The provisional election results published by the Parliament show a slight decrease in seats for the two biggest groups, the EPP and the S&D, with now respectively 179 and 153 seats, therefore not gathering enough to have a majority together. They are followed in numbers by ALDE&R, reaching 105 seats. The Greens have become the fourth group, growing from 52 to 69 seats, following a ‘green wave’ in some of the Member States, particularly in Germany and France. Regarding the far right, ENF gained seats, and reaches 58, while ECR lost seats, from 77 to 63. EFDD gained 12 seats. On the left, GUE/NGL lost seats and reached 38.
In light of the manifestos and the provisional electoral results, it is likely that the new Parliament will be pushing for more ambitious environmental policy, starting with the choice of the President of the Commission, the formulation of key priorities for the new Commission, the finalisation of negotiations around Europe’s budget and the post-2020 Common Agricultural Policy.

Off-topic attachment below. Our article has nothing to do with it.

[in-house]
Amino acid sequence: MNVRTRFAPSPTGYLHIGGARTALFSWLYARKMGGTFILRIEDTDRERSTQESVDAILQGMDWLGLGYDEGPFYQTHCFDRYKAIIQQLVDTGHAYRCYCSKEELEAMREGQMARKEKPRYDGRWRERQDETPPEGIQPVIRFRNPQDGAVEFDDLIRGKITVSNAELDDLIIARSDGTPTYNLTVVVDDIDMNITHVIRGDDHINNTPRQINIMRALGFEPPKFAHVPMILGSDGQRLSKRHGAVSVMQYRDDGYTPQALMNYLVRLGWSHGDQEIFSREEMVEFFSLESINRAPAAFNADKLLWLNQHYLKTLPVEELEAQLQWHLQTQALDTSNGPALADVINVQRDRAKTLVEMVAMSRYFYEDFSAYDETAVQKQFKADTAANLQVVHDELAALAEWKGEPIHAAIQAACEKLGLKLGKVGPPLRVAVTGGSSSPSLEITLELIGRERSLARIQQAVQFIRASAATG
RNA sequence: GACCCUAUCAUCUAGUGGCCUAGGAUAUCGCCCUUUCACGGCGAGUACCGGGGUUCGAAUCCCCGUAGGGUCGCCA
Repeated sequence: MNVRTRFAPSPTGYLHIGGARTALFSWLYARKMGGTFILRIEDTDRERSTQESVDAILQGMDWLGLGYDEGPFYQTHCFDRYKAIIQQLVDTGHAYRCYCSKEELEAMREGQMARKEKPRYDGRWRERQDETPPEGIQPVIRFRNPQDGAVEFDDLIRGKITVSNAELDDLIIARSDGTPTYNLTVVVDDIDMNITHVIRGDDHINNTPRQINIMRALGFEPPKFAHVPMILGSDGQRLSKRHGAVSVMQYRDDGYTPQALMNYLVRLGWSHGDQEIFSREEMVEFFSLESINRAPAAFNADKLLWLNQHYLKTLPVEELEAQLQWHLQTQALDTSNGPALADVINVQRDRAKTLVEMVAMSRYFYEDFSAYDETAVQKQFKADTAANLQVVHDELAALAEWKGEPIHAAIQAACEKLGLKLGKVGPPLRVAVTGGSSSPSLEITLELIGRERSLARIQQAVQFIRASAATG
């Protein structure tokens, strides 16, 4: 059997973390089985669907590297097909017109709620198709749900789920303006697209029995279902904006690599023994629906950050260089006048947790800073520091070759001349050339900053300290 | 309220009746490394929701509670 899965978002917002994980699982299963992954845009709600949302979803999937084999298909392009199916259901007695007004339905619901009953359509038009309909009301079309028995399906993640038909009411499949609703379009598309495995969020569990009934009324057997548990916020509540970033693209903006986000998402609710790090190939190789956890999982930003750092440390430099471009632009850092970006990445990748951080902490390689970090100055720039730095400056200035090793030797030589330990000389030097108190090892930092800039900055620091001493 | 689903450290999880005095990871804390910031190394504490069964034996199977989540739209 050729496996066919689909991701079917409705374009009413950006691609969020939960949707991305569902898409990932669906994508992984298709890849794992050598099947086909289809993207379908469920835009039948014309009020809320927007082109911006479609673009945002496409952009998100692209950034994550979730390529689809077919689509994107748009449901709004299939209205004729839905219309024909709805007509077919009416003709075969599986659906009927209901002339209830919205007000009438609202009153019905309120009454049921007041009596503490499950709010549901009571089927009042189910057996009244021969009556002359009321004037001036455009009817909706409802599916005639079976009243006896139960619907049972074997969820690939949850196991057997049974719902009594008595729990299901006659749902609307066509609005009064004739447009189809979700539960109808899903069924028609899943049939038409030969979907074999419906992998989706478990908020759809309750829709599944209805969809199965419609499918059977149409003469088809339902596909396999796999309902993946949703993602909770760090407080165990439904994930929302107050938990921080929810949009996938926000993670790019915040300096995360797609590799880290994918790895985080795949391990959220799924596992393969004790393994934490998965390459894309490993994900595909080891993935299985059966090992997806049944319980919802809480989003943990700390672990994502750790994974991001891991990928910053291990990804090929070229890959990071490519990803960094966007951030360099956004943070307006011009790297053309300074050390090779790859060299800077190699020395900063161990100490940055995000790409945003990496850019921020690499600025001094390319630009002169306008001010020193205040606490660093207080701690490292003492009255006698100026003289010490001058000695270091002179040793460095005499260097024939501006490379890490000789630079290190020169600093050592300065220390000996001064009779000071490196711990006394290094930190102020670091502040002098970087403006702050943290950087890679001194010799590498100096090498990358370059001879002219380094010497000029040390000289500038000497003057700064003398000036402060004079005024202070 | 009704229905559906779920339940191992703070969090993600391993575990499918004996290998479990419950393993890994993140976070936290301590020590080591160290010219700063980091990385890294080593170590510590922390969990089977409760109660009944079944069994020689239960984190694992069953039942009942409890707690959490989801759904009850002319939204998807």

While some issues could attract a growing consensus, such as measures to increase climate ambition, circular economy 2.0 and the promotion of innovation for sustainability, others are likely to create divisions, such as what is a suitable model of growth, transport, fiscal issues, CAP, trade and the overall role of regulation. Some of the current blind spots of party manifestos will need to be tackled, including areas ranging from biodiversity to sustainable consumption.
Euractiv evokes different scenarios for a coalition. An alliance from GUE/NGL to ALDE+R which would also include the S&D and the Greens might be short a few seats. Suggestions include a coalition of S&D, ALDE+R and EPP. Other scenarios include this coalition also adding the Greens. Discussions to form a coalition and to support one candidate as the head of the Commission will have to include political priorities on environmental issues. According to ENDS, Martin Selmayr expects the green wave to have an impact on the programme of the next Commission. However, differences among the parties’ proposals - and particularly with the EPP’s - could bring difficulties into the negotiations. The position of the European Council will also be determinant.